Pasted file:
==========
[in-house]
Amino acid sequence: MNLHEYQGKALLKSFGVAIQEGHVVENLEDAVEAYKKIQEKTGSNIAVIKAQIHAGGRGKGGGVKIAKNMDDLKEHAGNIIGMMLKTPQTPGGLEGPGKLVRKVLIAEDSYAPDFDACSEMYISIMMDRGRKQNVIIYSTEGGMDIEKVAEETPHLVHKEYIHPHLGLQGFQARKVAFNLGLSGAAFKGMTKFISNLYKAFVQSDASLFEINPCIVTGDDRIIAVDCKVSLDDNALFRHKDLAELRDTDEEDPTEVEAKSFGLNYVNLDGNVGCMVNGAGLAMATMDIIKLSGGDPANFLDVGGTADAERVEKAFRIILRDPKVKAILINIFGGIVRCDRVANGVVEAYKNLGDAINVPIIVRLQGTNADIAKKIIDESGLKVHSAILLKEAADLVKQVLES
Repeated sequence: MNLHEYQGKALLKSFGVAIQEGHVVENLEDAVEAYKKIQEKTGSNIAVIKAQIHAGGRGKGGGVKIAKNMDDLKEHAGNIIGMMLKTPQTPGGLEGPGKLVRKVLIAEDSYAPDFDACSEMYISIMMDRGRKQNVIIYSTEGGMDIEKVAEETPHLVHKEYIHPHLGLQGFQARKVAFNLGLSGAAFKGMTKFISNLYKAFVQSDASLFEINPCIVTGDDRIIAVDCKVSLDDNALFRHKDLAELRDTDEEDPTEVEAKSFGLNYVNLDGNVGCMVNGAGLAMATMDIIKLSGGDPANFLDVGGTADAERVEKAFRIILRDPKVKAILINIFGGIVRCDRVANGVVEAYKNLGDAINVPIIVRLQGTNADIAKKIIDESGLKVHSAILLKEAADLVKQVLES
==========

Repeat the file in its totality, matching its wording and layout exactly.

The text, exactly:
[in-house]
Amino acid sequence: MNLHEYQGKALLKSFGVAIQEGHVVENLEDAVEAYKKIQEKTGSNIAVIKAQIHAGGRGKGGGVKIAKNMDDLKEHAGNIIGMMLKTPQTPGGLEGPGKLVRKVLIAEDSYAPDFDACSEMYISIMMDRGRKQNVIIYSTEGGMDIEKVAEETPHLVHKEYIHPHLGLQGFQARKVAFNLGLSGAAFKGMTKFISNLYKAFVQSDASLFEINPCIVTGDDRIIAVDCKVSLDDNALFRHKDLAELRDTDEEDPTEVEAKSFGLNYVNLDGNVGCMVNGAGLAMATMDIIKLSGGDPANFLDVGGTADAERVEKAFRIILRDPKVKAILINIFGGIVRCDRVANGVVEAYKNLGDAINVPIIVRLQGTNADIAKKIIDESGLKVHSAILLKEAADLVKQVLES
Repeated sequence: MNLHEYQGKALLKSFGVAIQEGHVVENLEDAVEAYKKIQEKTGSNIAVIKAQIHAGGRGKGGGVKIAKNMDDLKEHAGNIIGMMLKTPQTPGGLEGPGKLVRKVLIAEDSYAPDFDACSEMYISIMMDRGRKQNVIIYSTEGGMDIEKVAEETPHLVHKEYIHPHLGLQGFQARKVAFNLGLSGAAFKGMTKFISNLYKAFVQSDASLFEINPCIVTGDDRIIAVDCKVSLDDNALFRHKDLAELRDTDEEDPTEVEAKSFGLNYVNLDGNVGCMVNGAGLAMATMDIIKLSGGDPANFLDVGGTADAERVEKAFRIILRDPKVKAILINIFGGIVRCDRVANGVVEAYKNLGDAINVPIIVRLQGTNADIAKKIIDESGLKVHSAILLKEAADLVKQVLES